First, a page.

Ever have an epiphany when you read something that takes you aback and makes you think in a very different way?
Well, on May 30, David Brooks, noted columnist for the New York Times, wrote an article titled, It’s Not About You. His column was in response to the myriad of university commencement speeches that urge young people to pursue their dreams and do what makes them happy (sound like your college graduation?). Instead of cheering this mindset on, Brooks provides a warning against the ideals of self-fulfillment and the typical focus on oneself. As Brooks states, “today’s grads enter a cultural climate that preaches the self as the center of a life. But of course, as they age, they’ll discover that the tasks of life are at the center. Fulfillment is a byproduct of how people engage their tasks.”
Perhaps a genuine sense of satisfaction comes, as Brooks suggests, not from “finding yourself but from losing yourself” – in a cause you are prepared to fight for or perhaps a commitment to solve a problem that has a challenging solution. In other words, “we” is bigger than the “me.” As Bill Taylor, co-founder of one of my favorite periodicals, Fast Company magazine, puts it, “The true measure of success is not the value you create for yourself but the values that define your work and how you lead your life. The most effective leaders spend their time focused on things bigger than themselves – on their sense of purpose, their willingness to struggle, and the legacy they and their colleagues hope to leave.”
Leadership is about service. One cannot lead if you cannot also follow. It is never solely about you. It is always about something much larger -- mission. My sense is that people will follow you if you are prepared to fulfill a mission, something with a goal that is a little beyond our reach. I truly believe that the Jewish Federation and our partner agencies are striving to do this every day. We, along with every other Jewish organization, have the challenging task of meeting the needs of a 47,000 person diverse and dispersed Jewish community. Our mission is solely focused on making the Jewish community a better place for all of us. With meaningful and mindful leadership, we can achieve anything.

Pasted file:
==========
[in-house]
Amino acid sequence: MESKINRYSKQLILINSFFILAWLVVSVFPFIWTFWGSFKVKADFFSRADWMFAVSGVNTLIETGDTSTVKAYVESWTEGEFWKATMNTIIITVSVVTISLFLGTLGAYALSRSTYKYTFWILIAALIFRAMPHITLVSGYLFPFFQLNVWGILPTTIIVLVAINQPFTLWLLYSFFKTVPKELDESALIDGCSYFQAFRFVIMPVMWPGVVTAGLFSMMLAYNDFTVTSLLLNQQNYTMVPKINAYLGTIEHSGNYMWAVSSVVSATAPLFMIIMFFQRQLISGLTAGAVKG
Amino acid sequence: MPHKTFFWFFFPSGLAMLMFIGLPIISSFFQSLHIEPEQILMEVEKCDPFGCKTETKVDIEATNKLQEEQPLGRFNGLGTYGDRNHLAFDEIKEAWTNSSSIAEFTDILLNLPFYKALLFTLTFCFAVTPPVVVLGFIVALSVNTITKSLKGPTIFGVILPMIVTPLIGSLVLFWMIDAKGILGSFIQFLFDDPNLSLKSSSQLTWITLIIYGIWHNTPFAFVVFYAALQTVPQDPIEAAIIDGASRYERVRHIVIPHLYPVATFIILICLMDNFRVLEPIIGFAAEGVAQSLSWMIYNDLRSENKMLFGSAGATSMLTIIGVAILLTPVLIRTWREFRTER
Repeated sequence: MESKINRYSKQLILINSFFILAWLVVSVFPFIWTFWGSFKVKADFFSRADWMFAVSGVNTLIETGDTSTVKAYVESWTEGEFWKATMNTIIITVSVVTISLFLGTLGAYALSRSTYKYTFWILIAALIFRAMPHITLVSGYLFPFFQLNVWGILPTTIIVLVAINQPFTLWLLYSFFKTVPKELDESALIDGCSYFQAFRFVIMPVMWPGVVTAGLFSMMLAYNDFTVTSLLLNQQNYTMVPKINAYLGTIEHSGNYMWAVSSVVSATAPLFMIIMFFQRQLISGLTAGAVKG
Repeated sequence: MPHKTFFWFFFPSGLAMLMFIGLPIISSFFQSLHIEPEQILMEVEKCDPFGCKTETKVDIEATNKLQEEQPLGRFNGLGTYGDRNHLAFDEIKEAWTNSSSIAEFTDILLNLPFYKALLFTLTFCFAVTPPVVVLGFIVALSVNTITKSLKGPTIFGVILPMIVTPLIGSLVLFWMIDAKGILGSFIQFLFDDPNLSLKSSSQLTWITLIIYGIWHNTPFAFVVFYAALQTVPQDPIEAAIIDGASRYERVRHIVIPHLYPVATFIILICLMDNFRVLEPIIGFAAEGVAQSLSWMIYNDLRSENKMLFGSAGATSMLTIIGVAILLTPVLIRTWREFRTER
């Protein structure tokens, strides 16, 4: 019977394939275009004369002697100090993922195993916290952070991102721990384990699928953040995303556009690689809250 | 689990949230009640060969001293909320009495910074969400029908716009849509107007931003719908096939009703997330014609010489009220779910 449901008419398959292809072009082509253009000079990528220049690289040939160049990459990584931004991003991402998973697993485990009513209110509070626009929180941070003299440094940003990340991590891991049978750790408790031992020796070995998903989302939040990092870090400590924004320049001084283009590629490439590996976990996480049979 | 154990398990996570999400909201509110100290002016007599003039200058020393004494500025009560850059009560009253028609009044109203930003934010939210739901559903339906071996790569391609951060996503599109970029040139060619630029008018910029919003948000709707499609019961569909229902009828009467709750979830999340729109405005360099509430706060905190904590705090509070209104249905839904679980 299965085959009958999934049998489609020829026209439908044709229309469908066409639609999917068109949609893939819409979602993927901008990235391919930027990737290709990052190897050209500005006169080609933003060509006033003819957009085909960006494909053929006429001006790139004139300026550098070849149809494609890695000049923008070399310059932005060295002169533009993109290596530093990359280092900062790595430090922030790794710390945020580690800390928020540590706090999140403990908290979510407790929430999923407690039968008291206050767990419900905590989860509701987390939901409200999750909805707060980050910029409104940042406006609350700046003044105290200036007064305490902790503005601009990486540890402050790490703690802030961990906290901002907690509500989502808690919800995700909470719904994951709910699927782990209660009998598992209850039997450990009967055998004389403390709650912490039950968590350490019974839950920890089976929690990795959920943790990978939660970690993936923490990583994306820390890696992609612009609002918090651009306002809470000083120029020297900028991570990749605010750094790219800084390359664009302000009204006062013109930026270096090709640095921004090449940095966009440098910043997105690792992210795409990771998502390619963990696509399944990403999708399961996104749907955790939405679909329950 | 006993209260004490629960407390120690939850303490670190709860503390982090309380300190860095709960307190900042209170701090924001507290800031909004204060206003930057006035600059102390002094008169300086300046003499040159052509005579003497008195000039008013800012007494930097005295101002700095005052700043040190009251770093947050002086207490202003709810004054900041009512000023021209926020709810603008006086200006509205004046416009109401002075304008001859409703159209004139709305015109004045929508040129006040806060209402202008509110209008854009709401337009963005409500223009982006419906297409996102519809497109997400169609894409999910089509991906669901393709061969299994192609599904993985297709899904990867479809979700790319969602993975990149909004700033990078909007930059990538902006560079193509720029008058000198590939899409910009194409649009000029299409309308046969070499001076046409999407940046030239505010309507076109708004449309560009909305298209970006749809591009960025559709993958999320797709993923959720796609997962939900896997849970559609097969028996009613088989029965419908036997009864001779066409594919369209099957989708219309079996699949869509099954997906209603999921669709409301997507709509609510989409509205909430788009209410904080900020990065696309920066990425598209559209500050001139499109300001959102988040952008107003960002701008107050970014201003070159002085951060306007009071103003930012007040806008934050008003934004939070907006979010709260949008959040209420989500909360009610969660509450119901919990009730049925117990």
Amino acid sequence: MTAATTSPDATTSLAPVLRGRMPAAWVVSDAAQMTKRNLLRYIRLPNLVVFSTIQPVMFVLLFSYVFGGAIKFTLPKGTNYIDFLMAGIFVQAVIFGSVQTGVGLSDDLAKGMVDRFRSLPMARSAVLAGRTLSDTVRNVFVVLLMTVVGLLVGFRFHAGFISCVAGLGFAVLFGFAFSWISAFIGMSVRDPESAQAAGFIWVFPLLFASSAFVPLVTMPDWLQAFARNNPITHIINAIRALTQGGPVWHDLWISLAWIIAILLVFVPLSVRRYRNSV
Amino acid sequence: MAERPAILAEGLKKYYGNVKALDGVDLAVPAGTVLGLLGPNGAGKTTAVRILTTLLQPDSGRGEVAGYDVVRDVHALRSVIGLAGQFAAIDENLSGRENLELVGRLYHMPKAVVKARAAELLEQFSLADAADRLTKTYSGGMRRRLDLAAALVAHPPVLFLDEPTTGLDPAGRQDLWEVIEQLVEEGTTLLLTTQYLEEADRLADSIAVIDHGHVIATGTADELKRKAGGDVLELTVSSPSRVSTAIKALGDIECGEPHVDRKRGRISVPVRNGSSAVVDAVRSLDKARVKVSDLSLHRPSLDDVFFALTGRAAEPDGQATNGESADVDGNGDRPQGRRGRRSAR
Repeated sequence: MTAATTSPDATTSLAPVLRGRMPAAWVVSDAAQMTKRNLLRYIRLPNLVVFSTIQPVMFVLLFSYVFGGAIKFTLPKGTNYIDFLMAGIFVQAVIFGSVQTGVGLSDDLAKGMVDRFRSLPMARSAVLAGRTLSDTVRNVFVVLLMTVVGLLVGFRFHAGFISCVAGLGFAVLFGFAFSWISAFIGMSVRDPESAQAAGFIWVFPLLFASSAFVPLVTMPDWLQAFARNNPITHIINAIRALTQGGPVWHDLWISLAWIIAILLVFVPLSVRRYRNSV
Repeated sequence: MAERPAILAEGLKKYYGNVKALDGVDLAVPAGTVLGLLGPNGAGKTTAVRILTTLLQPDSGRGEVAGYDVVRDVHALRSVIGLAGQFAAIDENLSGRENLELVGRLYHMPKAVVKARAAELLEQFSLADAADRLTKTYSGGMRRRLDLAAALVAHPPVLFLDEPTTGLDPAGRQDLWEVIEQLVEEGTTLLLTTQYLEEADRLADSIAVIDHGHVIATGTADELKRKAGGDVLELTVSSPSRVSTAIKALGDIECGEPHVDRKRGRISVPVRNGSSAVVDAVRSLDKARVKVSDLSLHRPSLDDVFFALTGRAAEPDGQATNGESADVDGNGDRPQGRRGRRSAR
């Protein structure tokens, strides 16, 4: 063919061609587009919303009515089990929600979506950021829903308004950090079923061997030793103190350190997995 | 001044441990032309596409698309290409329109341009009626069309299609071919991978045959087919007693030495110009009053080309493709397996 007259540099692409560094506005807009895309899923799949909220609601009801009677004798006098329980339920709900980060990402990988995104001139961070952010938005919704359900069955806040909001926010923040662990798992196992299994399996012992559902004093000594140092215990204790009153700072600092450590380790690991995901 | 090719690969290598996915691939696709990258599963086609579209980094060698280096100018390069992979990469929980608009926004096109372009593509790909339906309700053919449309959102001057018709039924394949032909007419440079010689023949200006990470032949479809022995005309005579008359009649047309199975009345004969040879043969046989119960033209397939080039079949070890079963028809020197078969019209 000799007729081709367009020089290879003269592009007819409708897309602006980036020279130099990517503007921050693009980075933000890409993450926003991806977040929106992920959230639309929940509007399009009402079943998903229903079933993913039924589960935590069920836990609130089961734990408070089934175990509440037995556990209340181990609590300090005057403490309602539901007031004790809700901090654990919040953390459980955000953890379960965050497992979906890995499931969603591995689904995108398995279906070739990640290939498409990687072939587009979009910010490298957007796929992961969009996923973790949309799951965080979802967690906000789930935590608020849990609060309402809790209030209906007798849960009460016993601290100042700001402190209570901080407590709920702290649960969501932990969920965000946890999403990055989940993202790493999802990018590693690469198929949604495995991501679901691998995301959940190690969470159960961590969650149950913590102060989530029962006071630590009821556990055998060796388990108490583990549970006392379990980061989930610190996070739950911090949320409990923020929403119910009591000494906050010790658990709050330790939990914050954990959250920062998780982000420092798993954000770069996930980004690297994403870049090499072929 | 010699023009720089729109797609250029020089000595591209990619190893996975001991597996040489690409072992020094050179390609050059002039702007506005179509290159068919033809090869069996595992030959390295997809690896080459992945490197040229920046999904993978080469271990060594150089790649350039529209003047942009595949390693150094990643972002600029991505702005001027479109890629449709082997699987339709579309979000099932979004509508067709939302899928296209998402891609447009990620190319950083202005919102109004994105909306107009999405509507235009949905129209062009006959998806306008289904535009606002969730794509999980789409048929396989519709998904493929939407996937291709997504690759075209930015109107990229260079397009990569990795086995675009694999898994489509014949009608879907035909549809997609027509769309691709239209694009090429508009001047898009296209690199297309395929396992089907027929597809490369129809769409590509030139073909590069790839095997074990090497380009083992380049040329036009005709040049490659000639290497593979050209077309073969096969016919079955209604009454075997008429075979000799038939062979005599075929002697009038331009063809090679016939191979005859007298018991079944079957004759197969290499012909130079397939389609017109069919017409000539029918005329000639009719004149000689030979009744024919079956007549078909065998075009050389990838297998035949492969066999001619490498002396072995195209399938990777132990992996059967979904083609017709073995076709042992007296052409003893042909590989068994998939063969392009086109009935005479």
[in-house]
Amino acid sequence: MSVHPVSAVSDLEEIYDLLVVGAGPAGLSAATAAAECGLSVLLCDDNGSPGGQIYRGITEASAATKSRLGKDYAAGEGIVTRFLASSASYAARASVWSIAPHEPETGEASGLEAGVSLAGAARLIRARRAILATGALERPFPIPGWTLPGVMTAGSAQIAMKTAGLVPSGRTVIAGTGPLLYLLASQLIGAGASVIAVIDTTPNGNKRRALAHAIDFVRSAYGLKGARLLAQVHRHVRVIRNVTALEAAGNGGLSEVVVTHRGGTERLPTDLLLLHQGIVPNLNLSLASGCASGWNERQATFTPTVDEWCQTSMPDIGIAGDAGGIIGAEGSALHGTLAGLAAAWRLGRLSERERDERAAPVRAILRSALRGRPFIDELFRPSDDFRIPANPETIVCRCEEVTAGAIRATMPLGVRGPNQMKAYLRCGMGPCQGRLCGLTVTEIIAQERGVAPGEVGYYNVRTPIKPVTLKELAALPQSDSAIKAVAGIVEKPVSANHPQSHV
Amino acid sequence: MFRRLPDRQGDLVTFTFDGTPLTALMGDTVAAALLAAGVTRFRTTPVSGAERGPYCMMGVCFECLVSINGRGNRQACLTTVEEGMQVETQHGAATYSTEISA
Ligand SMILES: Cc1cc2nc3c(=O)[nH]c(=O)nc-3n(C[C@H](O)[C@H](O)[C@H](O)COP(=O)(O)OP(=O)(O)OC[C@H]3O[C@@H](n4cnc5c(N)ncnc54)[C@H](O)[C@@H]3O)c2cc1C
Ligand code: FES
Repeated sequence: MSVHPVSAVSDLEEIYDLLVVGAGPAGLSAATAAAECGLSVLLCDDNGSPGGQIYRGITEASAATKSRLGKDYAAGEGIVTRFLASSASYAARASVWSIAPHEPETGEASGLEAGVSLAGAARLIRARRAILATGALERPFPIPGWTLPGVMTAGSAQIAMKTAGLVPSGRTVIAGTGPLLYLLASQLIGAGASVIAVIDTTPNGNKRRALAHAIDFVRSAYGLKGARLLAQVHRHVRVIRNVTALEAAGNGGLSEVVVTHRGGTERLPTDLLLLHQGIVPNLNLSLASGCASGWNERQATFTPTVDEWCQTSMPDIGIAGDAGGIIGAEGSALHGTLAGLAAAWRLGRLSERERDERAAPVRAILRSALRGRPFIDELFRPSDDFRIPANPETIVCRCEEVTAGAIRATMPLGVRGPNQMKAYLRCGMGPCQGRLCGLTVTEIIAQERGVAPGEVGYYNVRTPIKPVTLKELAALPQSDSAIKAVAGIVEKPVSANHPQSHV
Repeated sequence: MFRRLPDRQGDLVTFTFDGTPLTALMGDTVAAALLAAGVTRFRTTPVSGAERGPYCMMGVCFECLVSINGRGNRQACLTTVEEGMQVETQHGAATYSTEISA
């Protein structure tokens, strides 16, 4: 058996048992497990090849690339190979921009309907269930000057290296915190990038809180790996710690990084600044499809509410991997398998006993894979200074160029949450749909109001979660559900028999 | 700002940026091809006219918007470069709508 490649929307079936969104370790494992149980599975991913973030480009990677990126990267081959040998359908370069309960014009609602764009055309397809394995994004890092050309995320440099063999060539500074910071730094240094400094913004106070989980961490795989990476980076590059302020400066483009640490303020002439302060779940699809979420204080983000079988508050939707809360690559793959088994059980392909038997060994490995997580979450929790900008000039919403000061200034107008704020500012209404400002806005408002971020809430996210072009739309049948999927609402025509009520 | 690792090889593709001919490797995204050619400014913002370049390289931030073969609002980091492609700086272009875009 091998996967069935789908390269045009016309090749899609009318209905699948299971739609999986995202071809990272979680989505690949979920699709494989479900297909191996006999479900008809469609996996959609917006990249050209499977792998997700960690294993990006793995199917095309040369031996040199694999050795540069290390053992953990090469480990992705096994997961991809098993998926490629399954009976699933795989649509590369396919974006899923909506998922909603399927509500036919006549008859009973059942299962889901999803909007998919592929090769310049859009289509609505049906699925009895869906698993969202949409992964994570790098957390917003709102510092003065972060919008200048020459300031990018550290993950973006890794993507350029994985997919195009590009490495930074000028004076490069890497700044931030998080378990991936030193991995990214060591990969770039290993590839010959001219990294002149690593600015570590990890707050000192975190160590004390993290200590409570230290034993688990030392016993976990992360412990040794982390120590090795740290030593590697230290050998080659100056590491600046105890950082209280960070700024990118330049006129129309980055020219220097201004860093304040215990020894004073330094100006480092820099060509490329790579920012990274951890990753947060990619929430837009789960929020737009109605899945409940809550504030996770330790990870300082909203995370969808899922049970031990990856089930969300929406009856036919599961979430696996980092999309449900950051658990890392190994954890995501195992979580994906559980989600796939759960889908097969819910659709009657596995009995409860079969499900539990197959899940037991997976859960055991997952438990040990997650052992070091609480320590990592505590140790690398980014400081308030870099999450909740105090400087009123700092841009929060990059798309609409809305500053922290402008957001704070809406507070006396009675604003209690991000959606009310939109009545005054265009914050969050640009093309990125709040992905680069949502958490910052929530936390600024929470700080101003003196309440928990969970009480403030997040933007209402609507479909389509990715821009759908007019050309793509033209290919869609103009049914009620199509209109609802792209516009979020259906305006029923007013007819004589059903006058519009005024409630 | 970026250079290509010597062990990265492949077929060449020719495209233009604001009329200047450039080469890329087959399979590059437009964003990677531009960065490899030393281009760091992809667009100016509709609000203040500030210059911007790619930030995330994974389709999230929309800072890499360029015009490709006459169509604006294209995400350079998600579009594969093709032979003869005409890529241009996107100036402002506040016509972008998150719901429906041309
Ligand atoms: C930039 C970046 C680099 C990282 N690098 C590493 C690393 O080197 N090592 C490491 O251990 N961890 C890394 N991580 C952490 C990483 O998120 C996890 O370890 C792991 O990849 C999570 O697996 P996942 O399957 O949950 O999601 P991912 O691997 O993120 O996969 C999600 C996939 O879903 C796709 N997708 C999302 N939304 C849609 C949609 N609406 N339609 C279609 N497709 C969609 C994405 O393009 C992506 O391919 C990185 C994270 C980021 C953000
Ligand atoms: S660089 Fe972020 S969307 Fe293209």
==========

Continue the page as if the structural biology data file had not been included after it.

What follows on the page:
At the risk of sounding "preachy," this same spirit also applies to how each of us conducts our lives as individuals. The trouble with always searching to find oneself and work on what makes one happy is that we often spend too much time looking in the mirror rather than at the larger world. As Brooks writes, “Today’s graduates are told to find their passion and then pursue their dreams. The implication is that they should find themselves first and then go off and live their quest.”
These are challenging times personally and professionally for many. Yet, each of us could spend more time exhibiting greater interest in the world around us. Altruism and goodness are inspiring and motivating characteristics that could lead to a new ideal of working together for the greater good. As Mordecai Holtz recently wrote, “In an “I” generation – iphone…ipad…itouch – the only “we” this generation knows is Wii (as in Nintendo).” How is the Jewish world going to engage a generation of “I’s” to recognize the power of the “we?”
Let me close with a short story. During our “Next Great Jewish Idea” contest -- the winner will be announced on Monday -- we had four entries from one family. More important than their ideas was how they developed them. The family shared with me how the two parents sat with their two young children at the Shabbat dinner table and discussed ideas that would make the Jewish world a better place. They wanted this to be a “family discussion” about what could have a profound impact on the greater Jewish community. Their ideas were not just for their benefit -- their ideas were about all of us.
It is truly a gift to be interested – interested in big problems, interested in the talents and struggles of others, and interested in a larger purpose. Thank you for your continued interest in Federation and Jewish life -- and we are interested in you.
PS – Once again, I invite you to please join us for the Jewish Federation of Greater Portland’s Annual Meeting on Monday, June 13 from 4:30 – 6:00 p.m. at the Rose Schnitzer Manor (6140 SW Boundary Street). We will celebrate Gersham Goldstein as our outgoing Chairman and other members of our Board who are rotating off, and welcome Michael Weiner as our new Chair and several new Board members. In addition, we will announce the winner of our “Next Great Jewish Idea” contest and the recipients of the $300,000 in Community Impact Grants. Please RSVP by clicking here.